>(evocative of the nineteen forties Jimmy Stewart movies) and "wanton hidden
>clit" (a morphing of archaic and contemporary diction) bump up against each
>other and share poetic proximity. Curio is an exciting linguistic mosh pit
>of language derived from the past five hundred years.
>Bachinsky's "Lead the Wants" is a tour de force, a madcap 'translation' of
>Eliot's "The Wasteland," one of the great collage poems in western
>literature. Bachinsky's poem, with its inclusion of K-Mart and R.E.M.
>seems, in a way, the logical conclusion of "The Wasteland." To cite two
>examples from Bachinsky:
>O O O O shat takes pear he tang hi -
>Witt witt witt
>Guj guj guj guj guj guj
>Record duos fly
>Re: e, tu
>I have to admit, it took me awhile to discover Eliot's "O O O O that
>Shakespeherian Rag" from Bachinsky's "O O O O shat takes pear he rang hi"
>(and even longer to track down Eliot's Shakespeherian riff to Ziegfeld's
>Follies of 1912). But echoes emerge; we begin to hear the past. Same with
>Eliot's transplanted classical bird calls - "Twit twit twit/Jug jug jug jug
>jug jug," transplanted still further by Bachinsky as "Witt witt witt/Guj
>gujâ€¦." etc. Language is historicized, contextual. T. S. Eliot's
>"Wasteland," which sounded so strange to most of us who first studied it as
>undergraduates, comes to appear normalized, in time. Is this - ending up in
>a kind of linguistic suburbs - the fate of all poetic language? Hopefully
>not since, as Pound said, the poet's job is to 'make it new'. As part of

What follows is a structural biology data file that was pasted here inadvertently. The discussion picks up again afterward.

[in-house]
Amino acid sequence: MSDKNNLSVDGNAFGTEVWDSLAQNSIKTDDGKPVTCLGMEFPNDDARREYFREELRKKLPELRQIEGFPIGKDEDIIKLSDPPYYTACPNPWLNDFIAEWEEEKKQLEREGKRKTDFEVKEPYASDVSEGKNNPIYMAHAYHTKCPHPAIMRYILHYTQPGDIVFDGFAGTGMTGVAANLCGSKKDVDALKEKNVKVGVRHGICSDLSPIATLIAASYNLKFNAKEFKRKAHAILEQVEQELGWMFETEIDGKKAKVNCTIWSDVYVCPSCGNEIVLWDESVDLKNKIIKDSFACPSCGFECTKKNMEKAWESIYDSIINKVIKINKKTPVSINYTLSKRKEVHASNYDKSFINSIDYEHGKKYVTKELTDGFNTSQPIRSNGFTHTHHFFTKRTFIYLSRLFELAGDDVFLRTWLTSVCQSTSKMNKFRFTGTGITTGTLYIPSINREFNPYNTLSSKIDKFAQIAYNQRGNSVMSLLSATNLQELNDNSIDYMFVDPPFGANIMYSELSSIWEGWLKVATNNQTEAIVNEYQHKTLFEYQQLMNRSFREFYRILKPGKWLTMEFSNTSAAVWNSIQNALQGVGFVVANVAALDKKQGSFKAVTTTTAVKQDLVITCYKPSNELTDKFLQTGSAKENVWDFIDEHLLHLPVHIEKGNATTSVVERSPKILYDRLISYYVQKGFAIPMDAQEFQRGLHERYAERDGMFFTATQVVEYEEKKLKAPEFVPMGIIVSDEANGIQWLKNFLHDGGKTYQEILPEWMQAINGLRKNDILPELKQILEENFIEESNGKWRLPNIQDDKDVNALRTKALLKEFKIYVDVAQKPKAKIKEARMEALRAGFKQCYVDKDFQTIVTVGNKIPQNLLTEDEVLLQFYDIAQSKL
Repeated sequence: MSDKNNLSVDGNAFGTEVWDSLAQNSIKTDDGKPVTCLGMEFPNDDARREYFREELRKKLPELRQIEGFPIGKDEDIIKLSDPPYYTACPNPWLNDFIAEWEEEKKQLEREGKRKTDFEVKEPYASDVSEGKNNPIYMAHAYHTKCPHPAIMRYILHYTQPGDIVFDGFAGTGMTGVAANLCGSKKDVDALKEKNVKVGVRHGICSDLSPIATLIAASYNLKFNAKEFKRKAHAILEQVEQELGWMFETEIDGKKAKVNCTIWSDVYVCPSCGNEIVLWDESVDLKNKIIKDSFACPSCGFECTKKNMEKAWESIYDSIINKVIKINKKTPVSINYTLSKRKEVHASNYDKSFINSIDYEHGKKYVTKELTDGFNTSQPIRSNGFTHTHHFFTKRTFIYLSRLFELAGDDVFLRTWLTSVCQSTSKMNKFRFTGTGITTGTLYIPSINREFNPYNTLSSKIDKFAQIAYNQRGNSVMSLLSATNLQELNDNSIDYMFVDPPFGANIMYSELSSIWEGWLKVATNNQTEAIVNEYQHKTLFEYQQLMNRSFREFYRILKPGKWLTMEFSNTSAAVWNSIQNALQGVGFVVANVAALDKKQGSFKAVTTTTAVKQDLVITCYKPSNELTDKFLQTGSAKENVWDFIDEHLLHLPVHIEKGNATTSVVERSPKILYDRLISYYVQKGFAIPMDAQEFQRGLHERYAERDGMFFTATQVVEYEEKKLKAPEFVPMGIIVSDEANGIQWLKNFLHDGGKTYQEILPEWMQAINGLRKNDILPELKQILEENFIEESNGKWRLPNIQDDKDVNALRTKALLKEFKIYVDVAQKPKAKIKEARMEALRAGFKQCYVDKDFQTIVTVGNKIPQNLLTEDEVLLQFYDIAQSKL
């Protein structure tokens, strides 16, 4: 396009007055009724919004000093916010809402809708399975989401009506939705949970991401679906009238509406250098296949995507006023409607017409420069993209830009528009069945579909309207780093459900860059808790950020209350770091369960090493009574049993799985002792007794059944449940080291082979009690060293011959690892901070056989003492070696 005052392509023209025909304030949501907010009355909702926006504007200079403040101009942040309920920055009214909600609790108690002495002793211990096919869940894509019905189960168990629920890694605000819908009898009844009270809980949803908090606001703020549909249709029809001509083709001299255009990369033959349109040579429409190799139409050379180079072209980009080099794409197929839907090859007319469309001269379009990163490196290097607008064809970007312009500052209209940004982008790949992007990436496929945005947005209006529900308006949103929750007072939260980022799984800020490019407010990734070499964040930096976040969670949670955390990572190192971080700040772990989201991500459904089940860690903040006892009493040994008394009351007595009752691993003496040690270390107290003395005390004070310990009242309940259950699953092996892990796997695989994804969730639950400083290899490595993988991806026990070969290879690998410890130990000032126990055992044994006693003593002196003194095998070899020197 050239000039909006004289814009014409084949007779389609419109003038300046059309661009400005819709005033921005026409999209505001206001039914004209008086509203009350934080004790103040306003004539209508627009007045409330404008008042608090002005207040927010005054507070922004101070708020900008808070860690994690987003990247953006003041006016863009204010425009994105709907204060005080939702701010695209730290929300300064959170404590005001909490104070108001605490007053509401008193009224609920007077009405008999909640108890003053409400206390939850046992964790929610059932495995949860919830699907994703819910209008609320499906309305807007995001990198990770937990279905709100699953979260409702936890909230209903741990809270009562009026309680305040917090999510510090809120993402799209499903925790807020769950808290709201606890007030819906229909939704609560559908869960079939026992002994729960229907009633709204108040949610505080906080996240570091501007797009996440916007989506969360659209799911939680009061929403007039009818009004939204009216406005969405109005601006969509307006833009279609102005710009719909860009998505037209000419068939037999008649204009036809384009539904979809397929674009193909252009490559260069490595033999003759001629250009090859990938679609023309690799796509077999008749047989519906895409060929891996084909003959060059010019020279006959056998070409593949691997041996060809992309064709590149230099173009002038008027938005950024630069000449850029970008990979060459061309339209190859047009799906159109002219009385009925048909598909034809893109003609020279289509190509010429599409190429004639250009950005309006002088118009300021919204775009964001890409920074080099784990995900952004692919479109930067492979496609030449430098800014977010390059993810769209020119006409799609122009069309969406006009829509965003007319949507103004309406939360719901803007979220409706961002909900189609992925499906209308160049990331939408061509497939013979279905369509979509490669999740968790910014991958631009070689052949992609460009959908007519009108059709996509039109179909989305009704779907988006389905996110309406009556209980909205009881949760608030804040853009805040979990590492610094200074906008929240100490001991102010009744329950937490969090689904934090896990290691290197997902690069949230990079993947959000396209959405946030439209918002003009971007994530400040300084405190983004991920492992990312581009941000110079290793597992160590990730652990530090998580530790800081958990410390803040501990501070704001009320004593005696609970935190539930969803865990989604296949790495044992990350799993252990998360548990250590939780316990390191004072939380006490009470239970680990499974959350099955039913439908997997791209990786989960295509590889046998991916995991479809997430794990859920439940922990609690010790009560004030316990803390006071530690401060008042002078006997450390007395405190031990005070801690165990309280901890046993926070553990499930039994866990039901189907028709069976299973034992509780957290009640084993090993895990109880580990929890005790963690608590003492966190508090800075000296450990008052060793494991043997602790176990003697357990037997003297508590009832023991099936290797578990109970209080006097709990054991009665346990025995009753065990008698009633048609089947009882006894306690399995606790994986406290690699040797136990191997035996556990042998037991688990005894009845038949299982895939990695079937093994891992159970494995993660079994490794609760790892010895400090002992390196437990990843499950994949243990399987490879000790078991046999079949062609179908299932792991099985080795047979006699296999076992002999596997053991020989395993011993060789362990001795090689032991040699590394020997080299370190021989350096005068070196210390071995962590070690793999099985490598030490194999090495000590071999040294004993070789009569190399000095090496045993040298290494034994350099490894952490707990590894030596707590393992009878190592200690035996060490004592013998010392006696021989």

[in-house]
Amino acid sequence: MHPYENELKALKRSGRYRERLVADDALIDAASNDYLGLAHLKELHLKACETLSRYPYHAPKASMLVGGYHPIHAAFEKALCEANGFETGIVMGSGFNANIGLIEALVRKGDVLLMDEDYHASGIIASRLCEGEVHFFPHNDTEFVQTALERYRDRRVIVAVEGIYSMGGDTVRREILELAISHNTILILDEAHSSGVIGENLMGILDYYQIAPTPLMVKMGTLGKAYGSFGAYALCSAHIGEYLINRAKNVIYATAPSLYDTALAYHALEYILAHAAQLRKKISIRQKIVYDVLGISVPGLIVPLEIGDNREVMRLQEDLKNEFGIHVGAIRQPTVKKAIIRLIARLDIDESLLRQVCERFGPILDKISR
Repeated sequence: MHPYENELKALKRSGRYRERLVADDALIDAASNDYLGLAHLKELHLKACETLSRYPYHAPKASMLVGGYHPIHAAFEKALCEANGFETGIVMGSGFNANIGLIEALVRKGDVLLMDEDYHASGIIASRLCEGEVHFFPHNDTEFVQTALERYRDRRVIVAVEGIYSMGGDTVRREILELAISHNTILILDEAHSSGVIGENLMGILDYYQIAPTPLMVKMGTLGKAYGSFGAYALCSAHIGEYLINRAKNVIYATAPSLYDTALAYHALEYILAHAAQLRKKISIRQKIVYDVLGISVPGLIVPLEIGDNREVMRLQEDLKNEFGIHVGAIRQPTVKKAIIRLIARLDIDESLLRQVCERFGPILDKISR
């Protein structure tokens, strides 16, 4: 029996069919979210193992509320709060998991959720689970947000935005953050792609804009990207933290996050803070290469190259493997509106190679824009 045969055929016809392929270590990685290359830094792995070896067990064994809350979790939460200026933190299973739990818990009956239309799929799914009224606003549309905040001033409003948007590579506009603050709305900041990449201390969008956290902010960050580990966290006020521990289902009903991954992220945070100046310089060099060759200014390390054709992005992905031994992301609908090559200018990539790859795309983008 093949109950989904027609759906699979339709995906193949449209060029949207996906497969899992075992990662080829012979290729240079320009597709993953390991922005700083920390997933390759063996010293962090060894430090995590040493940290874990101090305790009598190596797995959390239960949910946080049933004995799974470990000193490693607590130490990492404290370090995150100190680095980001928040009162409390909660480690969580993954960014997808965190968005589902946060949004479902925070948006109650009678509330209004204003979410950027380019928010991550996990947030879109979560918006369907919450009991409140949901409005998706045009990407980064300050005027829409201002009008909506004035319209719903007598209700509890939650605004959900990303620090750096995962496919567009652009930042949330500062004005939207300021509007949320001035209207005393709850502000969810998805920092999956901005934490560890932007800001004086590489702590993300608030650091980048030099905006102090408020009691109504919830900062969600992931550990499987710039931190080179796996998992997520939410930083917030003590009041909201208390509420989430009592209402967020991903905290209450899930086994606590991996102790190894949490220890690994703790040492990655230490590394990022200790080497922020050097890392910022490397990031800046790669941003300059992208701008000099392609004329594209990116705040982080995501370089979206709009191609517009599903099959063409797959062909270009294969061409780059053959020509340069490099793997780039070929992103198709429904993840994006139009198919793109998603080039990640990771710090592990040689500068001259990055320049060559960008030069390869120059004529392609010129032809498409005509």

>her procedure for making it new, Bachinsky's driving questions seem to be:
>what can the status of poetic language be in the age of K-Mart, R.E.M., and
>the electronic revolution? Can the poet create anything more than a
>collage? What happened to Keats' well-wrought urn (or was that only ever a
>dream?). Will the Tower of Babel tip once and for all in the electronic
>age? Is the poetic past destined to be relegated to the status of mere
>Curio? Will the electronic revolution democratize language, or destroy it?
>Bachinsky is, I think, more interested in the process of exploring these
>questions than answering them - and, since she's a poet, I think this is as
>it should be.
>Bachinsky should be lauded for raising big questions. We should also
>applaud her sheer moxie - who among us would have the courage to translate
>"The Wasteland?" For poets of my (slightly older) generation, Eliot's poem
>remains too canonically enshrined to touch. I don't think Bachinsky's
>conversation with Eliot in Curio shows disrespect; if anything, it bodes
>well for the future, bespeaks a revitalized dialogue, suggesting as it does
>that Canada's new poets are willing to venture where some of us more
>tyrannized by canonicity (and a residual colonialism? We just assumed Eliot
>was British, he seemed British!) dared not go. Great to see our new wave of
>poets decolonize their imaginations. Elizabeth's Bachinsky's
>'conversations' with literary tradition, an integral part of Curio, are
>lots of fun. Her willingness to engage in them carries forward the energy
>of some of Canada's most interesting poetry; George Bowering has had some
>pretty nifty conversations with Keats and Rilke, to cite only one example.
>Elizabeth Bachinsky is one of our new bright lights. Next year, I'm going
>to assign my college students "The Wasteland" by Eliot and "Lead the Wants"
>by Bachinsky. I can't wait already.
><http://g.msn.com/8HMAENUS/2749??PS=47575>Use your PC to make calls at very